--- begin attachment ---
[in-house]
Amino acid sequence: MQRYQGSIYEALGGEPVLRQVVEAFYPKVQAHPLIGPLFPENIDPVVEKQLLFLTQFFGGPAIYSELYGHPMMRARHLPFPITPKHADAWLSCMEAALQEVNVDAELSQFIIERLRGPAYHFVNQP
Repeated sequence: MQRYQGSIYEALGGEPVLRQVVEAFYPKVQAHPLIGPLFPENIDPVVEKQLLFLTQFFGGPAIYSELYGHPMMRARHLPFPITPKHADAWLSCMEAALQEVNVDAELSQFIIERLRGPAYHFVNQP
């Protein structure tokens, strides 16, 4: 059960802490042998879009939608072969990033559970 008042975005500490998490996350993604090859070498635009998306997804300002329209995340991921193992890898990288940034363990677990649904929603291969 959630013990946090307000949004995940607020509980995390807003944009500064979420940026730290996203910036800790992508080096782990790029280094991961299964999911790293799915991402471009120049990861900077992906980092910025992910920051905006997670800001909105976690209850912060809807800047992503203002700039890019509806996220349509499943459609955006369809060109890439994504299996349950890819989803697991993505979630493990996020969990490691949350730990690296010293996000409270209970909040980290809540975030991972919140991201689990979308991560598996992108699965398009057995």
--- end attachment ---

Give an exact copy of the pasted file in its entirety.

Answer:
[in-house]
Amino acid sequence: MQRYQGSIYEALGGEPVLRQVVEAFYPKVQAHPLIGPLFPENIDPVVEKQLLFLTQFFGGPAIYSELYGHPMMRARHLPFPITPKHADAWLSCMEAALQEVNVDAELSQFIIERLRGPAYHFVNQP
Repeated sequence: MQRYQGSIYEALGGEPVLRQVVEAFYPKVQAHPLIGPLFPENIDPVVEKQLLFLTQFFGGPAIYSELYGHPMMRARHLPFPITPKHADAWLSCMEAALQEVNVDAELSQFIIERLRGPAYHFVNQP
């Protein structure tokens, strides 16, 4: 059960802490042998879009939608072969990033559970 008042975005500490998490996350993604090859070498635009998306997804300002329209995340991921193992890898990288940034363990677990649904929603291969 959630013990946090307000949004995940607020509980995390807003944009500064979420940026730290996203910036800790992508080096782990790029280094991961299964999911790293799915991402471009120049990861900077992906980092910025992910920051905006997670800001909105976690209850912060809807800047992503203002700039890019509806996220349509499943459609955006369809060109890439994504299996349950890819989803697991993505979630493990996020969990490691949350730990690296010293996000409270209970909040980290809540975030991972919140991201689990979308991560598996992108699965398009057995």